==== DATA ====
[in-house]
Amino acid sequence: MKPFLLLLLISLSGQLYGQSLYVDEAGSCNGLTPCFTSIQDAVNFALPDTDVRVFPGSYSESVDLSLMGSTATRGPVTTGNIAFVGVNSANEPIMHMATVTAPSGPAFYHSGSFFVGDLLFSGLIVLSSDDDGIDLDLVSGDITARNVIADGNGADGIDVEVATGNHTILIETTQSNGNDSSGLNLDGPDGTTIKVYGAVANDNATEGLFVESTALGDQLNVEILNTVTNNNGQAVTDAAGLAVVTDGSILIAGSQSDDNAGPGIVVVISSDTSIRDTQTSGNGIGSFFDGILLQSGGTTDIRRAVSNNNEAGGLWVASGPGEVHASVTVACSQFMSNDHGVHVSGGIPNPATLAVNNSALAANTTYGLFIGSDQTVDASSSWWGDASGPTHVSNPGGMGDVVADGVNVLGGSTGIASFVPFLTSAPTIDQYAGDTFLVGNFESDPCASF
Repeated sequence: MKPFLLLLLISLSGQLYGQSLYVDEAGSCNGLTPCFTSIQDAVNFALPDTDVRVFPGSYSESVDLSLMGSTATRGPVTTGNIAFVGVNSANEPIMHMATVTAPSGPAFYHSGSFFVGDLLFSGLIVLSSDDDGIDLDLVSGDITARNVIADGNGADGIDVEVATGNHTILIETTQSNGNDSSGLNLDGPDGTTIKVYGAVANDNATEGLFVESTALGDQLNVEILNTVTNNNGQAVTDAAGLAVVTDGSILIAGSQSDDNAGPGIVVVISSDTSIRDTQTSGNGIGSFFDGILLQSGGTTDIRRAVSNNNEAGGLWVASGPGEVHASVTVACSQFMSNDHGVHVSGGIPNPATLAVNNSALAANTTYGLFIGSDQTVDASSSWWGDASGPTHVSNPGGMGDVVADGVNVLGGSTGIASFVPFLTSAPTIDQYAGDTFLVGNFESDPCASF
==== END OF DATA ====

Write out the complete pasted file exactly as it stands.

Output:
[in-house]
Amino acid sequence: MKPFLLLLLISLSGQLYGQSLYVDEAGSCNGLTPCFTSIQDAVNFALPDTDVRVFPGSYSESVDLSLMGSTATRGPVTTGNIAFVGVNSANEPIMHMATVTAPSGPAFYHSGSFFVGDLLFSGLIVLSSDDDGIDLDLVSGDITARNVIADGNGADGIDVEVATGNHTILIETTQSNGNDSSGLNLDGPDGTTIKVYGAVANDNATEGLFVESTALGDQLNVEILNTVTNNNGQAVTDAAGLAVVTDGSILIAGSQSDDNAGPGIVVVISSDTSIRDTQTSGNGIGSFFDGILLQSGGTTDIRRAVSNNNEAGGLWVASGPGEVHASVTVACSQFMSNDHGVHVSGGIPNPATLAVNNSALAANTTYGLFIGSDQTVDASSSWWGDASGPTHVSNPGGMGDVVADGVNVLGGSTGIASFVPFLTSAPTIDQYAGDTFLVGNFESDPCASF
Repeated sequence: MKPFLLLLLISLSGQLYGQSLYVDEAGSCNGLTPCFTSIQDAVNFALPDTDVRVFPGSYSESVDLSLMGSTATRGPVTTGNIAFVGVNSANEPIMHMATVTAPSGPAFYHSGSFFVGDLLFSGLIVLSSDDDGIDLDLVSGDITARNVIADGNGADGIDVEVATGNHTILIETTQSNGNDSSGLNLDGPDGTTIKVYGAVANDNATEGLFVESTALGDQLNVEILNTVTNNNGQAVTDAAGLAVVTDGSILIAGSQSDDNAGPGIVVVISSDTSIRDTQTSGNGIGSFFDGILLQSGGTTDIRRAVSNNNEAGGLWVASGPGEVHASVTVACSQFMSNDHGVHVSGGIPNPATLAVNNSALAANTTYGLFIGSDQTVDASSSWWGDASGPTHVSNPGGMGDVVADGVNVLGGSTGIASFVPFLTSAPTIDQYAGDTFLVGNFESDPCASF